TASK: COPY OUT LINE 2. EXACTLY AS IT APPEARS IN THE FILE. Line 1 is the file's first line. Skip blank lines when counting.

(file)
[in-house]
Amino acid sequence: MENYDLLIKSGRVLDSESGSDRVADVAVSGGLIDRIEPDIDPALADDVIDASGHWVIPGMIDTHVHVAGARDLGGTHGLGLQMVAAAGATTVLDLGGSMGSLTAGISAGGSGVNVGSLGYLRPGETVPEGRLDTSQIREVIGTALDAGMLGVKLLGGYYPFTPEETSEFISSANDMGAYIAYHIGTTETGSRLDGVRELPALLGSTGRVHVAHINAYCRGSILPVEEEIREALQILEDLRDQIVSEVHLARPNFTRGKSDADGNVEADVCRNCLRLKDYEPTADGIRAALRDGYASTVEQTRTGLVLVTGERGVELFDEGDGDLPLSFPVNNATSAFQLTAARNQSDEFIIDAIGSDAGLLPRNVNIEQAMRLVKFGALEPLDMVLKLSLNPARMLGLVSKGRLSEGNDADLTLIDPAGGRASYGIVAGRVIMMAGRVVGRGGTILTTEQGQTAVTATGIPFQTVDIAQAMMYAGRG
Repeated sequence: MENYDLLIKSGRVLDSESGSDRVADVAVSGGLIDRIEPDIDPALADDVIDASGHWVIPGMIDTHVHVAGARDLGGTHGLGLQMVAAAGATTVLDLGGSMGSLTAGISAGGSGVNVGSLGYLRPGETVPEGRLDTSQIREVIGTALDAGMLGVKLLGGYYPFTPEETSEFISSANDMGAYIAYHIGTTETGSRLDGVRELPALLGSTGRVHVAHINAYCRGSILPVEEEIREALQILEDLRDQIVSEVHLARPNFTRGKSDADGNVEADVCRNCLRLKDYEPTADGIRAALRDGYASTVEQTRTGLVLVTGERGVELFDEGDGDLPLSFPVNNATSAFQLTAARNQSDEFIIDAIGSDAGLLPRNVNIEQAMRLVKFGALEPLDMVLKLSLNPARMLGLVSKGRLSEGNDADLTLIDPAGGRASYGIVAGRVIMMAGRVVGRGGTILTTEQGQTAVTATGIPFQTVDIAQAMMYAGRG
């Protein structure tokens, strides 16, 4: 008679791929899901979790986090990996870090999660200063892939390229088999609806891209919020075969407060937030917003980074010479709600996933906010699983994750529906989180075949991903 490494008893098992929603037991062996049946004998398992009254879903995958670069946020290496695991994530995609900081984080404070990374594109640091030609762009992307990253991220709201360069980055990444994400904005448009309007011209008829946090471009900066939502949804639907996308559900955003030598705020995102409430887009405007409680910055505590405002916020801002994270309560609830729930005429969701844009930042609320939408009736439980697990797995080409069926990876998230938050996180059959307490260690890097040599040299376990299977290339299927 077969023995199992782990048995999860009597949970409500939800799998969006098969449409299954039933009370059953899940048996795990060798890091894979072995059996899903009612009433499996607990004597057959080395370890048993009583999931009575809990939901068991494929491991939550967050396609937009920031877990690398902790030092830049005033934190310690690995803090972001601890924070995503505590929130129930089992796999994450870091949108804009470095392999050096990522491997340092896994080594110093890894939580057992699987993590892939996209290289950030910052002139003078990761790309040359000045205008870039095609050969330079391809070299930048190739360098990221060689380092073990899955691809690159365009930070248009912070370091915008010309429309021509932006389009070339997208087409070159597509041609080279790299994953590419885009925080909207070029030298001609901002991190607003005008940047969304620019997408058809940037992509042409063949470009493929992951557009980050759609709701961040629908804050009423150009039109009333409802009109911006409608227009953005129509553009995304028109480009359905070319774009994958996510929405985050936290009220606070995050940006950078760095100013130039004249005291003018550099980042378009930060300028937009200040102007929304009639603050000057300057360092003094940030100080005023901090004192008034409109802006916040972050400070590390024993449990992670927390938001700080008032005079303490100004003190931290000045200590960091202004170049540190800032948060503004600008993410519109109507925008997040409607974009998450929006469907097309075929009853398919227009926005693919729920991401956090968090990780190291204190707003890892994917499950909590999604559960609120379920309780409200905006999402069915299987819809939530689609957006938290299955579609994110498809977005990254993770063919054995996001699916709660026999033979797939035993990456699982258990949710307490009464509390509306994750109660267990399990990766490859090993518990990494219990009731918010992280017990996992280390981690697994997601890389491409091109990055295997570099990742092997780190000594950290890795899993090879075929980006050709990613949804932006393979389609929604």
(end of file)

Amino acid sequence: MENYDLLIKSGRVLDSESGSDRVADVAVSGGLIDRIEPDIDPALADDVIDASGHWVIPGMIDTHVHVAGARDLGGTHGLGLQMVAAAGATTVLDLGGSMGSLTAGISAGGSGVNVGSLGYLRPGETVPEGRLDTSQIREVIGTALDAGMLGVKLLGGYYPFTPEETSEFISSANDMGAYIAYHIGTTETGSRLDGVRELPALLGSTGRVHVAHINAYCRGSILPVEEEIREALQILEDLRDQIVSEVHLARPNFTRGKSDADGNVEADVCRNCLRLKDYEPTADGIRAALRDGYASTVEQTRTGLVLVTGERGVELFDEGDGDLPLSFPVNNATSAFQLTAARNQSDEFIIDAIGSDAGLLPRNVNIEQAMRLVKFGALEPLDMVLKLSLNPARMLGLVSKGRLSEGNDADLTLIDPAGGRASYGIVAGRVIMMAGRVVGRGGTILTTEQGQTAVTATGIPFQTVDIAQAMMYAGRG